I wrote a general post about New Year’s Resolutions. I published it here. Then I lost not only that post but my entire site. It happened at a good time, I suppose, since I am participating in a Blogathon this weekend. At least all of those hours will count for something. I literally spent the entire day recovering everything, well except my last post. I am resolutely marching forward! I will re-write and post that entry in time. However first, I will conquer a new entry.
Much has been written over the years about learning to say, “No.” Many people struggle with over-commitment. They struggle with time management. They purposefully practiced learning how to say, “No”. Years ago, I went through that process. Today saying, “No” to others, when the request requires time away from my family and my calling, is relatively easy. However, that was not always the case. My default answer, in times past, was a resounding “Yes”.
If our default for others is “Yes” and only with practice do we learn to set boundaries and say, “No”. Why then do we have no trouble repeating that word over and over to our children? “May I watch a movie?” “No.” “May I eat cake for breakfast?” “No.” “May I have a friend over tomorrow?” “No.”
This year I am learning to say “Yes”. For those of you who don’t know me, let me assure you I am not one to let my children run our household. They will not be eating cake for breakfast every morning because we do not have cake in the house that often. The left-over birthday cake, however will be consumed at some point. Why not let them eat it for breakfast the next morning, along with their oatmeal or eggs? There are even positives to this scenario. The sugar high comes first thing in the morning, with chores next on their routine, instead of late in the evening when it is time to calm down and prepare for bed.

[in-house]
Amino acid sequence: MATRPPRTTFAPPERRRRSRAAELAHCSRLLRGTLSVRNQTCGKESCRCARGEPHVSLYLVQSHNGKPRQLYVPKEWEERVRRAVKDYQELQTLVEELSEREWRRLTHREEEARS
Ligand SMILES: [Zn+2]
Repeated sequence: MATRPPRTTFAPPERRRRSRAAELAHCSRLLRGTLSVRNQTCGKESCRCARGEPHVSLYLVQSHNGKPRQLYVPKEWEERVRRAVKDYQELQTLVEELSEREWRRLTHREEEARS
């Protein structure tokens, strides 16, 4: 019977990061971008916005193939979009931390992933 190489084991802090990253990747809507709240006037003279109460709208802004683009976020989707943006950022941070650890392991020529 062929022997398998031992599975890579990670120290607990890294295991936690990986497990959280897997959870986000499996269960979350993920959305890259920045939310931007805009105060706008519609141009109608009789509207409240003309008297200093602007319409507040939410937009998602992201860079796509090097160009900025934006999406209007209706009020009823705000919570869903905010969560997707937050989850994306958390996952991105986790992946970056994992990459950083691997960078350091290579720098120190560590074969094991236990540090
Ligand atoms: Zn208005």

“May I have a friend over, Mom? In the past, as I look beyond my child’s head into his room which looks like a tornado came through it, I would have automatically uttered, “No, your room is a disaster area.” This year I will reply, “Yes, but you’ll have to play outside” or “Yes, as soon as you get your room picked up” more often, instead of the automatic, “No”.
Will I say, “Yes” every time? No, of course not. There are plenty of times when, “No” has to be uttered when rearing children. Ultimately that is exactly why it is important to learn to say, “Yes” when “No” is unnecessary, “No” will necessarily be uttered thousands of times before children are grown. “No”, though necessary, and even critical, it is a negative word. Negativity seems to spread like wildfire. Thus countering it with a simple, positive yes, when possible, changes the atmosphere. You are not convinced? Interestingly, in twenty-four days, I see changes in my children due to this New Year’s Resolution. Amazingly, they accept and respect my “No’s” much more readily now I am learning to say, “Yes”.
Do you find yourself saying, “No” out of convenience or habit?. Do you tend to be negative by nature? I challenge you to make this one small change in your home this year. When your children ask something of you, before you utter the habitual, “No” pause and reflect if “Yes” would be a better answer for your relationship with your child. Again, I am not advocating violating your standards or letting your children run your home. I am just asking you to pause a few seconds and purposefully reply instead of automatically responding without thinking. I look forward to hearing how this affects your relationship with your children.
© Machelle Baker 2014